Gai Lan Reviews:
(original French): Tescon Pol Gai Lan (Concrete Collage) Gai Lan du duo Tescon Pol est une odyssée psychédélique dans un labyrinthe de pop électronique à la densité brumeuse. A la croisée des genres, Mic Finger and Ariel Johannessen composent une musique enveloppante aux rythmiques explosées, dérivant sur des horizons enrobés de noirceur et de fin du monde annoncée. Les titres cherchent à nous faire basculer dans un déséquilibre sensoriel salvateur, nous entrainant dans un ailleurs possible, où prise de risque et inconnu ouvrent les portes de l’inattendu, marchant sur des mines aux décharges intenses et hantées….
Tescon Pol, a duo consisting of Ariel Johannessen and Mic Finger, invite their audience on a long sonic journey through their new album Gai Lan, which merges a dozen of musical styles together into a unique combination.
Each of the ten tracks, being six minutes long on average, creates its own glitchy soundscape, that is thrilling and sometimes frightening to wander around. The sound of Tescon Pol is reminiscent of Download’s experiments with IDM and EBM, but their tracks are more repetitive, and this is probably due to the rhythmic noise and illbient influence that can be heard on Myriapoda, Cathodica and Gailan through various sonic stratums. The images they invoke are not murky or industrial, instead they are integrated into techno-biological sonic fiction ensembles. The album itself could be lived through as a post-futuristic trip into a closed-circuit system, analogous to the world we inhabit, no matter how open it may seem.
This can be illustrated through the most intriguing tracks of the album, those that feature Mic Finger’s vocals, gentle and detached at the same time. They definitely share some distinct late Coil vibes with the musical pieces of their contemporary, Sam Shackleton, and also help one better grasp the overall feeling that the album conveys. These tracks add to the techno-biological sonic imaginaries (one could go as far as to assume that Gai Lan itself, being Chinese broccoli, is a witty nod to Coil’s track Broccoli that transplants it into a new, uncanonical cyberpunk context), but they lack Coil’s feeling of transcendentality. In Coil’s world one would dissociate and go to the next level (technology being the accelerator of this ascent), whereas in post-Coil works, Gai Lan being one the examples, one is drowning in an endless stream of sonic intensities, that have no other meaning but the transmission itself. The voice is the derivative of this movement, emerging only accidentally and murmuring some abstract lines, in which one wants to hear a promise for a spiritual transformation.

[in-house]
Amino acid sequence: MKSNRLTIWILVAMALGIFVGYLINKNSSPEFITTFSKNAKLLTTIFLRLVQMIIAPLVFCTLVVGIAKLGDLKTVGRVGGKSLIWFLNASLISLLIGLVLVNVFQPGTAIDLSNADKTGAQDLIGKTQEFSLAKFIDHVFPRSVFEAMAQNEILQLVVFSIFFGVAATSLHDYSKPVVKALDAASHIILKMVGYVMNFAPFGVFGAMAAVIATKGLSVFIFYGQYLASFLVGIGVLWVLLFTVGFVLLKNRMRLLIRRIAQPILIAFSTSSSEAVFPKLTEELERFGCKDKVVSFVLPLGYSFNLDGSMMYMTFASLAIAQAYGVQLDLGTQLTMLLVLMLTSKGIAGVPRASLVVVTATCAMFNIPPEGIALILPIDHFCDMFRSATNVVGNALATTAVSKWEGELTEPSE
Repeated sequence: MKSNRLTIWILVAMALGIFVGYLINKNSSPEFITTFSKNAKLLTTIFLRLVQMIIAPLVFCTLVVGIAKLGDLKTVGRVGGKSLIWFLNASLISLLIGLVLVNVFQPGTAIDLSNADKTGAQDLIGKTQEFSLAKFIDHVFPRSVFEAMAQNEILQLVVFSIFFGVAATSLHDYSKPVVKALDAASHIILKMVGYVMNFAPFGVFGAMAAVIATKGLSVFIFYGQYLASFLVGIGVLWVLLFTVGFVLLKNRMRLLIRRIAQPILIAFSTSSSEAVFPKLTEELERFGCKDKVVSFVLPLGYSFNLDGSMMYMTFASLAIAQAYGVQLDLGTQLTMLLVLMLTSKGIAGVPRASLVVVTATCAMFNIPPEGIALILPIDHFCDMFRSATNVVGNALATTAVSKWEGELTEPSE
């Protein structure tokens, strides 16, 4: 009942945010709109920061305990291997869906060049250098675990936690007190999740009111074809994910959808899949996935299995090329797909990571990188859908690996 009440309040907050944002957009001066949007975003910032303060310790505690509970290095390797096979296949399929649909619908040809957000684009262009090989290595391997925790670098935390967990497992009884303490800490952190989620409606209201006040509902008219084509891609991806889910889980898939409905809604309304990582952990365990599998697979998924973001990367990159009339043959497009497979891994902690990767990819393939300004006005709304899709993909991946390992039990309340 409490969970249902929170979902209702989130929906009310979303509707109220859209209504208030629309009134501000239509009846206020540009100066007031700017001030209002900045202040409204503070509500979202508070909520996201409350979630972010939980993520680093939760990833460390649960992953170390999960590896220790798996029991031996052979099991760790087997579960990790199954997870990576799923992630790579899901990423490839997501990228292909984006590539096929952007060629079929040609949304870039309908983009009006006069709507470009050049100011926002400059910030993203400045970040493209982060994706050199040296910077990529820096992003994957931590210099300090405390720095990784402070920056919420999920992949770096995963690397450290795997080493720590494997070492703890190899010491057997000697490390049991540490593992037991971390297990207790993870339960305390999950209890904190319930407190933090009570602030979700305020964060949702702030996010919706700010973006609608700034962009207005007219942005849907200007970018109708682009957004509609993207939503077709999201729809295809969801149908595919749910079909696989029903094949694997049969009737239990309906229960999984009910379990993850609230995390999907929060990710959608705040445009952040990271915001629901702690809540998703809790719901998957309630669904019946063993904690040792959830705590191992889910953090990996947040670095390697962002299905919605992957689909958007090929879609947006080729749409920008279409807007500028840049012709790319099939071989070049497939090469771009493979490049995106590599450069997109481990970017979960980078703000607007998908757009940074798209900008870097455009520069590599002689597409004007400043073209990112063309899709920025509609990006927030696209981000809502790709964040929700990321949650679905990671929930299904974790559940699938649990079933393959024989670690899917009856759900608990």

Tescon Pol Does Not Make What You Might Call “Happy, Fun-Time” Music
In fact, there’s no other act in the Triangle that better embodies the meticulous musical brutalism of Einstürzende Neubauten or Front 242. Shadowy, alluring, earnest, and often punishing, this is hardly the sort of music you’d expect to light up central North Carolina on a Saturday night.
However, about 100 seconds into “Via”—the opening track on Tescon Pol’s first full-length, Gai Lan, out on French label Concrete Collage—queasy atonality gives way to a muscular synth groove that an electronic dance pioneer like Gary Numan would have killed for back in the day. The moment doesn’t linger, but it genuinely rocks. And like all the surprising nods to pop music on this tenebrous debut, it’s thrilling.
The haunting “greyforms’’ showcases Finger’s baritone. It wants for some modulation, but it’s undeniably effective among the swaying synth pads and computerized crackle, and could easily get the denizens a goth club slow-dancing together.
In keeping with the bloodthirsty traditions of industrial music, Tescon Pol can be unsettling. “Myriapoda” floats through a vast industrial sewer—with liquid bass tones collecting into a subterranean throb—only to emerge into “Cathodica,” a science-fiction landscape of ambulatory machinery and shrieking robotic birds.
“Waiting So Long” is slightly more playful, its sampled vocal stab and pinging percussion suggesting a disco song spun in a blender. And “Girl in the Adjoining Room, Yesterday” plays like the “fun” side of the IDM canon, before dissolving into a mechanized glitchscape.
But it’s “Gailan” that’s the biggest revelation here, invigorating and weirdly accessible. A mannered trip-hop beat pushes steadily through a surging river of noise that threatens to wash the listener away, but has the politesse to hold back until the very end.